By Maggie Thurber | Special to Ohio Watchdog
Our government is no longer for governing. At the federal, state and local level, it has become a tool to accomplish what cannot be done in the free market or what the voters will not support.
The Transportation Bill contained a small section that will, effectively, put roll-your-own cigarette shops out of business across the United States. The name-brand cigarette manufacturers, seeing competition for their products, appealed to the money-grubbing politicians claiming the change in law would collect more taxes for them. They used the term “loophole” just to make sure it sounded better and like something that needed to be fixed, though at the time the original tax code was written, there were no such stores, so no loophole.
In fact, the stores were a creative, entrepreneurial response to existing taxes and the existing market, along with customer demand. Exactly the kind of creativity and risk-taking this country was predicated upon and what has made us the world leader in innovation.
But tobacco companies didn’t like the new competition, or the better idea, or even the independence of people no longer stuck with only limited options. So instead of responding to the changed market, they use government like a bully to force the competitors out of business.
It’s not just for the taxes. Sometimes it’s for our own protection — like with the recently required duct cleaning license requirements, which are supposed to help consumers know they’re dealing with “reputable companies.”
The National Air Duct Cleaners Association didn’t like that some companies it thought of as “fly-by-night” were giving its industry a bad name. As an association, it could have decided to implement its own national licensing program and start an ad campaign to promote its ethical business practices. But why do that when you can use an elected official to put the force of law behind the same approach, especially if you can sell it as generating additional revenue for the state?
So Ohio now has a law that requires people who want to clean air ducts in the state, regardless of where their company is located, to incur the additional costs of obtaining a license and then complying with all the requirements of publicizing that license number. Oh — and not having the license number on every document they produce and their vehicle will put them in violation, as the bill’s sponsor, state Sen. Kevin Bacon, R-District 3, said, “immediately as opposed to trying to catch them in the act, which is much more difficult.”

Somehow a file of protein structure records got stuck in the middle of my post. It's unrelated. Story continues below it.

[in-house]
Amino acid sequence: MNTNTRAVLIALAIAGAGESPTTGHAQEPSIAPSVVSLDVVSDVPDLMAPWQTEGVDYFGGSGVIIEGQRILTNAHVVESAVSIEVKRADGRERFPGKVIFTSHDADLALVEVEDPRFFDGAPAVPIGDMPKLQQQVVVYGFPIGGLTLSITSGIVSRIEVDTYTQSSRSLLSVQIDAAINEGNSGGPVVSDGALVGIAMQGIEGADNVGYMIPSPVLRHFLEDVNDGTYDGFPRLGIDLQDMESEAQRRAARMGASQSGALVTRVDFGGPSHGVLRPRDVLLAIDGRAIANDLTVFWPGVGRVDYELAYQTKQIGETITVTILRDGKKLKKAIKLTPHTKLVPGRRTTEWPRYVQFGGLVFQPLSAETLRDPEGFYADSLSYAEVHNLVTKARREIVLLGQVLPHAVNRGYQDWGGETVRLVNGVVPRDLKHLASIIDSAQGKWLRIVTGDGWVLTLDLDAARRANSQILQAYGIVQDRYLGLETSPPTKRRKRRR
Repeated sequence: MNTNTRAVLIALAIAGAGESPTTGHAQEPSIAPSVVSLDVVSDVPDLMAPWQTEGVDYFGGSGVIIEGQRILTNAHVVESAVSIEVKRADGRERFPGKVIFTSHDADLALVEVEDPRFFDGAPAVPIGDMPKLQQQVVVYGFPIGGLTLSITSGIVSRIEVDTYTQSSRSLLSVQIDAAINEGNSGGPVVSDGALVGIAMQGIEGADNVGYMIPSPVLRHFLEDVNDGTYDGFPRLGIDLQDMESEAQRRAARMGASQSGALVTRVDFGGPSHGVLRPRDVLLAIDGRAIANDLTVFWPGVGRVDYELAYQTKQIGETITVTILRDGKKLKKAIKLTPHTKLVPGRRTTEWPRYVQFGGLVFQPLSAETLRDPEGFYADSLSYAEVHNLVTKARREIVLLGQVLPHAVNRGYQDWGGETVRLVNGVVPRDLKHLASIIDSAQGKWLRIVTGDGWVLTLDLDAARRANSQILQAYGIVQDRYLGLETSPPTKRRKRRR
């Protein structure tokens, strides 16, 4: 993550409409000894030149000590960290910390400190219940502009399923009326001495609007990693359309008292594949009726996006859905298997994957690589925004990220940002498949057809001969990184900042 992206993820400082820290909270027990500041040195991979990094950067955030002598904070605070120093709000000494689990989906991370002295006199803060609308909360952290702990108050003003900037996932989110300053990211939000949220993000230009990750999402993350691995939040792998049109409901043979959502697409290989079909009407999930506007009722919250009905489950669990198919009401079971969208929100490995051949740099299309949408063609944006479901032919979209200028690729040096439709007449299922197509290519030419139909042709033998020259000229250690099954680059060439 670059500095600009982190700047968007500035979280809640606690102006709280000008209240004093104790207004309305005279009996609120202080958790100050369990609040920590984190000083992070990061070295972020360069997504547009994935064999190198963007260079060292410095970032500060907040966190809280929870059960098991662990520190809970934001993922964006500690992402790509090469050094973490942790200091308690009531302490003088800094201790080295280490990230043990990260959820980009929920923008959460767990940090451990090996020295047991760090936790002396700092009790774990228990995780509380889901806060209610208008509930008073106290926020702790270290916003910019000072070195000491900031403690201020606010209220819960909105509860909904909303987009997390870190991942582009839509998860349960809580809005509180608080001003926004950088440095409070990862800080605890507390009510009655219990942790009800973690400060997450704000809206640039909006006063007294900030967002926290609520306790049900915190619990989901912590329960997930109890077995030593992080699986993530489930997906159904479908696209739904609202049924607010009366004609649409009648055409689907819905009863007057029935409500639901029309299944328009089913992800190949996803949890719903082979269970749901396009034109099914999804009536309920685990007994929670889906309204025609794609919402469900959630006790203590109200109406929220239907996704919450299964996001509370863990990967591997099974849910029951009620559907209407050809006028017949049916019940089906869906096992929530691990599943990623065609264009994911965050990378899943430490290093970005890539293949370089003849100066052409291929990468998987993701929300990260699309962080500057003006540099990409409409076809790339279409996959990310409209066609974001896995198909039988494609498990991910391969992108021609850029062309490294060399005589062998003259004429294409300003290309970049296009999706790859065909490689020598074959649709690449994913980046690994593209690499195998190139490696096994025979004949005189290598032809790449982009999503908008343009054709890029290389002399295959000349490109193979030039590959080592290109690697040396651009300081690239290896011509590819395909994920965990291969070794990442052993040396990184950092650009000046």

All this is in spite of the fact that recent law enforcement actions proved the bill was unnecessary in terms of enforcing Ohio’s consumer protection laws.
Again, a group of businesses got together to use the force of government to hamper and restrict their competition.
Lest you think this is all about big corporations, understand that this is a pattern of behavior used by just about every group out there. Unions have long used the force of law to prevent employees from having the freedom of choosing not to join a union. Is there is a single public employer in the state who does not require employees to support the union — through voluntary dues or forced “fair share” fees — regardless of the employee’s choice?
Nonprofits use government all the time. Community development groups, homeless and domestic violence shelters, art groups, environmental groups, and a host of others all receive public dollars for various purposes and, when those funds are threatened due to the negative financial situation of the local, state or federal government, they and their supporters show up in droves to demand no cuts. They use their government funded resources to demand more government resources. They push for laws and regulations that advance their own point of view, internal goals or objectives. And if there is funding to implement or monitor such laws and regulations, all the better because they are in the perfect position to receive it.
We no longer have the consent of the governed. We have a symbiotic relationship between the rule makers and certain beneficiaries of the rules. “We the people” are no longer in the equation, except as the hapless rubes footing the bill.